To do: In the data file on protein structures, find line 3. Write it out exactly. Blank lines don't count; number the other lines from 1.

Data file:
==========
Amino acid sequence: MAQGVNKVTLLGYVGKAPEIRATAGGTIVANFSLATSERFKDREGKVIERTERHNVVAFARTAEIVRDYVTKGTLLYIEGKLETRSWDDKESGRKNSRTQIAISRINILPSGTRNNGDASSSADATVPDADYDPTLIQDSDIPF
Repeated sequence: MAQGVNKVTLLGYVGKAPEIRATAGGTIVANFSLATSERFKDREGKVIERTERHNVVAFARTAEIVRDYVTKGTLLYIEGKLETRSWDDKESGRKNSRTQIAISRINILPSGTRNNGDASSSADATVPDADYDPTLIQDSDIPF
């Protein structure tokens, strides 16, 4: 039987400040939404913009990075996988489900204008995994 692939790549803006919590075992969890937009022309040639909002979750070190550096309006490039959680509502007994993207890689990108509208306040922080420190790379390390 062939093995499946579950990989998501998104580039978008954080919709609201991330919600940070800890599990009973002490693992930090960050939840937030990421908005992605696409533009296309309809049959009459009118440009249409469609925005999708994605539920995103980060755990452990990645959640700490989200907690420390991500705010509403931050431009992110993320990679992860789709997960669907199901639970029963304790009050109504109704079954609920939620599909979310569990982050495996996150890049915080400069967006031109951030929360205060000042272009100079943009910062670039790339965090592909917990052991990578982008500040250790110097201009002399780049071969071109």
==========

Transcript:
């Protein structure tokens, strides 16, 4: 039987400040939404913009990075996988489900204008995994 692939790549803006919590075992969890937009022309040639909002979750070190550096309006490039959680509502007994993207890689990108509208306040922080420190790379390390 062939093995499946579950990989998501998104580039978008954080919709609201991330919600940070800890599990009973002490693992930090960050939840937030990421908005992605696409533009296309309809049959009459009118440009249409469609925005999708994605539920995103980060755990452990990645959640700490989200907690420390991500705010509403931050431009992110993320990679992860789709997960669907199901639970029963304790009050109504109704079954609920939620599909979310569990982050495996996150890049915080400069967006031109951030929360205060000042272009100079943009910062670039790339965090592909917990052991990578982008500040250790110097201009002399780049071969071109």